by our RGB Correspondent | Greenwich
|Cllr Danny Thorpe:|
The Royal Borough of Greenwich has produced a strategy on how to deal with potential flooding in the borough – and now wants local residents to give their views.
Because of laws introduced after the devastating floods in parts of the UK in 2007, every local authority in England has to have a strategy in place to deal with any potential incidents of flooding. The strategy identifies any risks, shows how the borough intends to lessen these risks and how it would deal with any floods that do occur.
Flooding could come in the form of surface water floods, ground water (rain water or snow) floods or flooding from ordinary watercourses like streams, rivers and canals.
The Royal Borough is responsible for local flood risk from surface water, ground water and ordinary watercourses including some ditches. Flood risk from larger rivers such as the Quaggy, Kidbrooke and the Thames is the responsibility of the Environment Agency.
The strategy outlines how the borough works with partners to identify local flooding risks and reduce the potential impact of any floods – for example by carrying out preventative works and by raising public awareness of the risks so people can best protect themselves and their property too.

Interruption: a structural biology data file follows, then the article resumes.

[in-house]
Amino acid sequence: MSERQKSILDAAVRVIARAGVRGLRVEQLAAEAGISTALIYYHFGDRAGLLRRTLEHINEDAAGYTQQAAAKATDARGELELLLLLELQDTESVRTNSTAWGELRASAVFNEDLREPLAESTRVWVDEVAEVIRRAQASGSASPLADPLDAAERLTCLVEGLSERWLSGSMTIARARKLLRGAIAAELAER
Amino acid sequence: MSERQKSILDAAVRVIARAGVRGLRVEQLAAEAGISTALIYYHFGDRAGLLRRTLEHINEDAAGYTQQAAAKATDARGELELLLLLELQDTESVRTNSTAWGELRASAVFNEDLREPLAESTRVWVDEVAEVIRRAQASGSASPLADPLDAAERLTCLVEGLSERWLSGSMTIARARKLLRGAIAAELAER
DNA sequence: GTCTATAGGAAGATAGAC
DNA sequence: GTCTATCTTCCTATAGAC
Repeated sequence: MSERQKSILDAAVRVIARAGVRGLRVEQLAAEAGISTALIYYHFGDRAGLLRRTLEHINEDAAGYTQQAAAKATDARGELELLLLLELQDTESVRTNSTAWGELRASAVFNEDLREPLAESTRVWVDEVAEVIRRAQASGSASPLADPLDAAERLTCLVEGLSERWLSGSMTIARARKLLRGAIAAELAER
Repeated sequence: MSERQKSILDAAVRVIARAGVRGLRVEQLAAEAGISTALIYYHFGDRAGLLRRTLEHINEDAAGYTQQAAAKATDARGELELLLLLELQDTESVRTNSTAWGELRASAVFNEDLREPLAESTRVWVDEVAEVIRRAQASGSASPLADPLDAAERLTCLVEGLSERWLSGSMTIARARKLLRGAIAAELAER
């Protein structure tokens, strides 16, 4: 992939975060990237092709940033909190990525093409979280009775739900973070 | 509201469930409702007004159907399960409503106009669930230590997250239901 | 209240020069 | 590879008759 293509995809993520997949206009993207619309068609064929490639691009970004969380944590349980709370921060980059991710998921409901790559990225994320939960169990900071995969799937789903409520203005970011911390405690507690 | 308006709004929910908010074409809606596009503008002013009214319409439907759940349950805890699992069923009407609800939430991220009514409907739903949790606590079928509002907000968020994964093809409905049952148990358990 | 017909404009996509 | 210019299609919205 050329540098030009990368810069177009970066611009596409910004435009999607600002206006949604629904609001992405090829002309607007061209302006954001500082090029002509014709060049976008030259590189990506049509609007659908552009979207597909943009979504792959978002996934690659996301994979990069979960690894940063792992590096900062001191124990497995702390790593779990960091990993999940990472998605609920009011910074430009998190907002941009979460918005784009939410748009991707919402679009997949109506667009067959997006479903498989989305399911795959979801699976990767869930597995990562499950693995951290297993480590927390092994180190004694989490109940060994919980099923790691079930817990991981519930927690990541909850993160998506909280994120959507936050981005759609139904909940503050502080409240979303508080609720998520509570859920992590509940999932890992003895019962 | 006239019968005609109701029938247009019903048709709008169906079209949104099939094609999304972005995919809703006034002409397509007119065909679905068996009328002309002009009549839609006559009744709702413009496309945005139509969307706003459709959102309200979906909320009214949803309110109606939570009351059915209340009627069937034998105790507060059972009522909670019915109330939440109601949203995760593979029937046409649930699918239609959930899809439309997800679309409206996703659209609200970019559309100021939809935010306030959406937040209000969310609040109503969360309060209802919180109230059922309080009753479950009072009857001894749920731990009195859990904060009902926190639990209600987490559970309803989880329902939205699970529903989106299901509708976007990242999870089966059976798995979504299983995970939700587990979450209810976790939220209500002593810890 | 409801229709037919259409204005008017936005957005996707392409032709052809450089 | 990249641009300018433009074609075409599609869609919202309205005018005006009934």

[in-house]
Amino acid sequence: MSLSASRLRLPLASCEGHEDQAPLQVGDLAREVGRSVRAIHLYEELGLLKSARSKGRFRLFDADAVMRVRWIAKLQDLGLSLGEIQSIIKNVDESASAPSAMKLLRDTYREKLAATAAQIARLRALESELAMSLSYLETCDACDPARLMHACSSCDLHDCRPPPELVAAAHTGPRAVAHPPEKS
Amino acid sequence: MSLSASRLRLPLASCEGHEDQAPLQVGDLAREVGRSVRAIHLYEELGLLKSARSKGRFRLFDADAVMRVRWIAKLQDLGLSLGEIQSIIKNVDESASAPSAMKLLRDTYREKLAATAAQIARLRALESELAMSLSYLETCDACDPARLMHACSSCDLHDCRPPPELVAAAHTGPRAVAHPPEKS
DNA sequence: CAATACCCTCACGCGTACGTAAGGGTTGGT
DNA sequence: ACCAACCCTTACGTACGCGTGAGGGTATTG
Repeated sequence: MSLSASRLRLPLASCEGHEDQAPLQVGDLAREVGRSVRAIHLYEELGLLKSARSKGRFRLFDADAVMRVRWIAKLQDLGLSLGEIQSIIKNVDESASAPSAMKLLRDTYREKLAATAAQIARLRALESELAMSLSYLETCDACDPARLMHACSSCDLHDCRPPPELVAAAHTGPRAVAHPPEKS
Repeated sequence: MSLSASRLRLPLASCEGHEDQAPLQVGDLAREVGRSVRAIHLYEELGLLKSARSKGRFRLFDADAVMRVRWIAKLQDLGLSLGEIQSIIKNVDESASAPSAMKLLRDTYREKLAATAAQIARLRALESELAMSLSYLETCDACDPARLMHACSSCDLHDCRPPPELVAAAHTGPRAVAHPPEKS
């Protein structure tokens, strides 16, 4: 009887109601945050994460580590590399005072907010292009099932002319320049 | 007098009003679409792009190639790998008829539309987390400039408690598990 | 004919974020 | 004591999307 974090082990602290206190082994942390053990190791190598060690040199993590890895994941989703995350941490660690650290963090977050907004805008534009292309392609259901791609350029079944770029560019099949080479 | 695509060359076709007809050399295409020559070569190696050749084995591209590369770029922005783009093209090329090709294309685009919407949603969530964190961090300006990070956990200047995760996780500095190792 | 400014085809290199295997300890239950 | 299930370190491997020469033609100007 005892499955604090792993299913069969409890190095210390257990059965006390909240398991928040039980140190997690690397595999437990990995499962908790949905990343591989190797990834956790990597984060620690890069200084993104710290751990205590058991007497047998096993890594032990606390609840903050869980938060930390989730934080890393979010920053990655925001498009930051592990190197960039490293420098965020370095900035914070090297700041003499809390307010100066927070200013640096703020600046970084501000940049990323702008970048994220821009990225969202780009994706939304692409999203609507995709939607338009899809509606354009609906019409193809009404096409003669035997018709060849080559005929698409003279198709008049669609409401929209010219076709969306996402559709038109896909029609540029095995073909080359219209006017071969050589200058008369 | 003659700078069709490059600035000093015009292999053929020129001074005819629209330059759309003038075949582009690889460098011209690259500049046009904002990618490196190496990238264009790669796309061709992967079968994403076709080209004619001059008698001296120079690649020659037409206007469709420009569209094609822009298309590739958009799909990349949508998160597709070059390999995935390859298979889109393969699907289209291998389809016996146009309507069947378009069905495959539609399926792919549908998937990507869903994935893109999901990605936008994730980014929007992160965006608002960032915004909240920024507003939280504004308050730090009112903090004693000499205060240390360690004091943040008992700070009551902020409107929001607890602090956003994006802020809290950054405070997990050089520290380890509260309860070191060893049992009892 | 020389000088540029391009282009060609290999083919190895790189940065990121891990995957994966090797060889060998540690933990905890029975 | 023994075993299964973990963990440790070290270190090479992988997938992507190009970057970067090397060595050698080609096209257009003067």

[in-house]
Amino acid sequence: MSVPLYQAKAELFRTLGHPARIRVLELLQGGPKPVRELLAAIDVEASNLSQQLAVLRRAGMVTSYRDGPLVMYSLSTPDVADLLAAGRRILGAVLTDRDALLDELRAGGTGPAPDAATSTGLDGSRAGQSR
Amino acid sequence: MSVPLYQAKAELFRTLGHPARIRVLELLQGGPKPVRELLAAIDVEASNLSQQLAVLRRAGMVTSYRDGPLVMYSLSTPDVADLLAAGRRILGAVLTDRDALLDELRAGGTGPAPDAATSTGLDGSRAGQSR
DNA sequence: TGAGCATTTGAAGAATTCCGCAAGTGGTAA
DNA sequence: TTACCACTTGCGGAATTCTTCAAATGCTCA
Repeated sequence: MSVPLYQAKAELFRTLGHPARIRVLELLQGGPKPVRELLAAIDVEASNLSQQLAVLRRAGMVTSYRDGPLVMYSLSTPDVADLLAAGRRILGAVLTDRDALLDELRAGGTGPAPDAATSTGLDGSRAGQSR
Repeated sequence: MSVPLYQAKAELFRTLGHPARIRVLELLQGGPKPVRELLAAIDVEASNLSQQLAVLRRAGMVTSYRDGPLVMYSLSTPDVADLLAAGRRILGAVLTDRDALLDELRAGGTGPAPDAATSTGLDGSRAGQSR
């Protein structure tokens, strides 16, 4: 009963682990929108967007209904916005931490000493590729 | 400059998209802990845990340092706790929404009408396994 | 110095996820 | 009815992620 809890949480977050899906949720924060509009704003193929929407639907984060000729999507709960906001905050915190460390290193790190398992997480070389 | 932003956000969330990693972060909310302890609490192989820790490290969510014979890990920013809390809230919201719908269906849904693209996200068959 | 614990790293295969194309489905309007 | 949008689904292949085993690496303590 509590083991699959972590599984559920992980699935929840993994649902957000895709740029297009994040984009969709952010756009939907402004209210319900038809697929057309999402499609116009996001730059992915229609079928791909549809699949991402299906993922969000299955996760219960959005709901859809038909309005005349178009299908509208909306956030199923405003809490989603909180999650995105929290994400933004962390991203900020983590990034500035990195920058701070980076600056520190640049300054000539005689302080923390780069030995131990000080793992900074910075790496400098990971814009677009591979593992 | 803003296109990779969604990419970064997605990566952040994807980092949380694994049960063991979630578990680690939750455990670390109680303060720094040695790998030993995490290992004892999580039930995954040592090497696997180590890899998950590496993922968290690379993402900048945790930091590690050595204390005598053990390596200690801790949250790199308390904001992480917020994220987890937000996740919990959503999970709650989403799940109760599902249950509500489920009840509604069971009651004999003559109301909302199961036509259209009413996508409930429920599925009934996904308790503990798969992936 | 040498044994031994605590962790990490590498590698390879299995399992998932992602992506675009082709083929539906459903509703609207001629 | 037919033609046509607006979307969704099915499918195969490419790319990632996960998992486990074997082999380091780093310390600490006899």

The Royal Borough also wants people to tell them about any experiences they’ve had with flooding to try to gather more local knowledge on any risks.
Councillor Danny Thorpe, Royal Borough of Greenwich Cabinet Member for Regeneration, Enterprise and Skills said: “As we’ve seen in this country in recent years, flooding can strike suddenly anywhere and cause real devastation. We have seen some homes and properties impacted in recent years from one-off occurrences and these have really impacted peoples’ lives."